The disease is quite common in dogs, especially certain breeds. It is not easy to prevent glaucoma, which is why it is important to look out for the signs of its development and take action if necessary.
What are the types of glaucoma in dogs?
Glaucoma happens when there is an imbalance of the fluid (known as aqueous humour) between a dog’s lens and his cornea. This should drain naturally, but if it doesn’t – or if he over-produces this fluid – the pressure builds, and the eye starts to become misshapen.
Dogs can suffer from three types of glaucoma.
Primary glaucoma in dogs is often genetic. The shape of the dog’s eye prevents it from draining as it should. This especially starts to appear in middle age, and affects both eyes at once.
The most common type of glaucoma in dogs is secondary glaucoma. This type is the result of something else going wrong: another illness or injury such as a tumour, blood clot, or lens damage, that causes pressure to increase in the eye.
Secondary glaucoma itself is not genetic, since it develops as a result of other causes. But those causes can include inherited diseases, so again this type of glaucoma is common in certain breeds.
The final type is congenital glaucoma. It is rare and only effects young puppies. But it is still serious and you need to deal with it.
Which dog breeds are most affected by glaucoma?
Several breeds are particularly susceptible to glaucoma, so you should check if your dog is on the list. Common breeds who suffer from glaucoma include: the Dalmatian, husky, spaniel, poodle, basset hound, beagle, Boston terrier, and greyhound.
But because secondary glaucoma can be caused by injuries, it can happen to any dog.
Symptoms of glaucoma in dogs
As it is impossible to prevent glaucoma, you should instead look out for glaucoma symptoms in your dog so you can take him to the vet as early as possible.
Glaucoma is painful. If your dog’s eye is sensitive, he keeps it closed, or rubs at it with his paw, take a closer look. The difference in the eyelid or the size of the pupil between his eyes can be subtle, so look carefully. If he resists, it may be because he is in pain.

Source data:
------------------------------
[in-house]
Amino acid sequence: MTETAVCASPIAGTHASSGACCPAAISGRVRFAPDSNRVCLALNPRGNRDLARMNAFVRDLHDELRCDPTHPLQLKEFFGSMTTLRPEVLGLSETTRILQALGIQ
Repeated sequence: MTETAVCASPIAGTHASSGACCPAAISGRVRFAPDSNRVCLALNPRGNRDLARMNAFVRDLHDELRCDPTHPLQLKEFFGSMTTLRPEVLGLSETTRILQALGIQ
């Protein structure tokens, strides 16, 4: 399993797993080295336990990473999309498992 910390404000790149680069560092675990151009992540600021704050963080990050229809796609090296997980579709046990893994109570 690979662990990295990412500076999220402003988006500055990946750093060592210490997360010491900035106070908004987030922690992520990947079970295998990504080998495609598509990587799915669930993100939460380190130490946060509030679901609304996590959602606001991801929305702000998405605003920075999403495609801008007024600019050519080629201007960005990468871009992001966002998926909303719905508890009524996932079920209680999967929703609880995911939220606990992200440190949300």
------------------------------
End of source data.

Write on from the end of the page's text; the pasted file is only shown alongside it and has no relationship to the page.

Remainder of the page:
If your dog has glaucoma, this inspection could reveal watery discharge from his eye or eyes. It could be red and swollen, consistent with increased pressure. And he might seem to find bright light painful. If his eyes are more bulgy than usual, the pair of you should visit the vet.
Have a close look at the transparent front part of each of his eyes. These are the corneas, and may turn blue-tinted or cloudy-looking if he is suffering from glaucoma.
And finally, of course if your dog has trouble seeing you should seek help. It may well be glaucoma or some other serious issue that needs addressing.
Do not delay if you see these symptoms in your dog. While it is possible for symptoms to advance slowly, sudden onset glaucoma – known as ‘acute glaucoma’ – can do irreversible damage to your dog’s eyes in just a few hours. You should consider it an emergency.
What are the implications of glaucoma in dogs?
If your dog’s vet spots glaucoma in his eyes, she may refer him immediately to a specialist to prevent further damage and discomfort. This will reduce the chances of the illness spreading to his other eye.
She may use a combination of surgery and medication to reduce the pressure in your dog’s eye or eyes. Your dog could lose his sight. If this happens, or nothing else works, the vet may remove his eye to relieve your dog’s discomfort.
Some natural treatments for glaucoma in dogs
While treatment of glaucoma should always be trusted to a vet – and as quickly as possible – there are natural resources you can use to improve your dog’s general eye health.
Spinach, carrots, and other sources of vitamin C are all good for a dog’s eyes.
And herbs such as Bilberry, rosemary, and burdock may help. It is possible to make an infusion of these herbs and use it as an eyewash.
But as a final, final reminder: if you see symptoms of glaucoma in your dog, contact his vet immediately.